The president was invoking the tenets of just war theory, a longstanding ethical tradition studied by theologians, heads of state, philosophers and military leaders alike, dealing with how and why wars are fought and whether they are morally valid.
It’s doubtful that the president anticipated the Islamic State’s rapid rise, the Paris attacks and Russia’s growing involvement in Syria. Today, as conflicts multiply and the potential for American involvement increases, it’s worth now more than ever to discern how, if at all possible, to conduct ourselves morally in conflict.
Just war theory is seen as an outgrowth of classical Greco-Roman and Christian thought, though reflections are seen in other traditions as well. The Christian theologian Augustine of Hippo is credited with the assertion that war, though terrible, could be necessary in the face of certain dangers and lawful if conducted appropriately in the pursuit of peace. Later, Thomas Aquinas laid out the conditions under which a war could be considered just. Many of the rules developed by the just war tradition have been codified into contemporary international laws, such as the Geneva Conventions and the U.N. Charter.
Within just war theory, the moral issues surrounding war are traditionally divided into two main categories. Jus ad bellum concerns the justification for the resort to war in the first place, a question typically addressed to heads of state. Jus in bello is justice in war, referring to correct conduct in battle once the decision to go to war has been made, usually the concern of combatants, generals and soldiers. A third category has more recently entered discussion: Jus post bellum or justice after war, concerned with making a just peace and the responsibility and accountability of parties after war has ended.
To satisfy the principles of jus ad bellum, a war must be in the service of a just cause, must have been commissioned by a legitimate authority and must be waged for a right intention. War has to have been the last resort for keeping peace, should have a high probability of success and cannot cause harm disproportionate to the amount of good it is expected to achieve. The understanding of what each of those categories entails can be debated, but if even one of these conditions is not fulfilled — quite a high standard — any war embarked upon is unjust.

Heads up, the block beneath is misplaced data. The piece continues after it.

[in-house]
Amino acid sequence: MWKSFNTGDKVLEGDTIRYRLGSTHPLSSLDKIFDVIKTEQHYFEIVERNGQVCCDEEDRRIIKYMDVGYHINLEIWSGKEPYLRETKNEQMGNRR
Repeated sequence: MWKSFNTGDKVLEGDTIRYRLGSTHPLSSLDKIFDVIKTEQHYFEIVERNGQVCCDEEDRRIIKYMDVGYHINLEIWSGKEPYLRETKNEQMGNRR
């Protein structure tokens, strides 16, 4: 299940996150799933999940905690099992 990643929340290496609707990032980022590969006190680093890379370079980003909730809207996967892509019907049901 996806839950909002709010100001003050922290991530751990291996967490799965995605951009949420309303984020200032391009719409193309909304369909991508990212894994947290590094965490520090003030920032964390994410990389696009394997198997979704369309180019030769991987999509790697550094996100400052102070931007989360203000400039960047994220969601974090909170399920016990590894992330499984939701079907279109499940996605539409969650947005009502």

However, most recent conflicts have not been the sort to which just war theory normally applies — state-centric wars between sovereign nations deploying regular armies. As the nature of our conflicts continues to shift — and the potential for further hostility increases — it has become increasingly difficult to draw a clear line between what is justified and what is not.
World War II is seen as a quintessentially just war, and after 9/11, the attack on the Taliban regime in Afghanistan is also widely seen as justified. However, the ethics of continued U.S. engagement in the Middle East have become murkier over time, as our aims became more nebulous, our tactics more questionable and the “war on terror” seems less and less likely to end. The curtailment of civil liberties at home, mounting civilian casualties abroad and the resultant power vacuums in the Middle East have complicated the moral landscape.
Today, French President Francois Hollande has declared that the Islamic State’s attacks on Paris were an “act of war” against France, and presidential candidates have called for the United States to play a more active role in the Middle East. Is France justified in bombing Syria? Is involving the United States in the fight against the Islamic State necessary, and could it be considered just? Is it possible to fight terrorism within the confines of a just war framework? Our wars and conflicts have changed — do the old standards and theories still apply?
Over the next few days, we’ll hear from: